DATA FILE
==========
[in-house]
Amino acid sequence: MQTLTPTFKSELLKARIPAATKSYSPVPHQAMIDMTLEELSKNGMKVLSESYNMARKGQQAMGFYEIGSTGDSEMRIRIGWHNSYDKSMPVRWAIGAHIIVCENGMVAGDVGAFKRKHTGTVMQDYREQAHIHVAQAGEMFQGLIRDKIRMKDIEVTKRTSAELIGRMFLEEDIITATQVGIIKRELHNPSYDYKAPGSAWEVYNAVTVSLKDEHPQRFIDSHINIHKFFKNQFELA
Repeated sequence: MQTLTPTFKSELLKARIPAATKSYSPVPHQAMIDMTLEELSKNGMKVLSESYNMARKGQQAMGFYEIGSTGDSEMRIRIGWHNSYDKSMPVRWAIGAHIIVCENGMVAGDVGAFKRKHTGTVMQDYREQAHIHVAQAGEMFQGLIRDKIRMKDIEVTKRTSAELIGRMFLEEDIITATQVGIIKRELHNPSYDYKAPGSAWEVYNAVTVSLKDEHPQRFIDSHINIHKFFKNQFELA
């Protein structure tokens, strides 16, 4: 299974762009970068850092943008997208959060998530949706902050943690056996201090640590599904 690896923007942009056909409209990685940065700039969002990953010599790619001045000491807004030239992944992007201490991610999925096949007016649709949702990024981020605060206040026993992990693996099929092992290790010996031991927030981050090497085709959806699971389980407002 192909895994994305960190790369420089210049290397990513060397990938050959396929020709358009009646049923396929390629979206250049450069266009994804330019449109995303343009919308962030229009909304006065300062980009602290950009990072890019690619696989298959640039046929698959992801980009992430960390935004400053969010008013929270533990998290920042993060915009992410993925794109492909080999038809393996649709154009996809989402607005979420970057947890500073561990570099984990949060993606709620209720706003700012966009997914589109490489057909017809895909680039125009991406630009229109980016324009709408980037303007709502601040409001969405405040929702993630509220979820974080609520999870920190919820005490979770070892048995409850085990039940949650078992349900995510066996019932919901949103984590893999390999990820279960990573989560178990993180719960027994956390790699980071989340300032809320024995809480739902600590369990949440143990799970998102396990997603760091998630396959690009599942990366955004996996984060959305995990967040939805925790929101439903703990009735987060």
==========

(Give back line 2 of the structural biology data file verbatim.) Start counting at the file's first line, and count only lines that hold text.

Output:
Amino acid sequence: MQTLTPTFKSELLKARIPAATKSYSPVPHQAMIDMTLEELSKNGMKVLSESYNMARKGQQAMGFYEIGSTGDSEMRIRIGWHNSYDKSMPVRWAIGAHIIVCENGMVAGDVGAFKRKHTGTVMQDYREQAHIHVAQAGEMFQGLIRDKIRMKDIEVTKRTSAELIGRMFLEEDIITATQVGIIKRELHNPSYDYKAPGSAWEVYNAVTVSLKDEHPQRFIDSHINIHKFFKNQFELA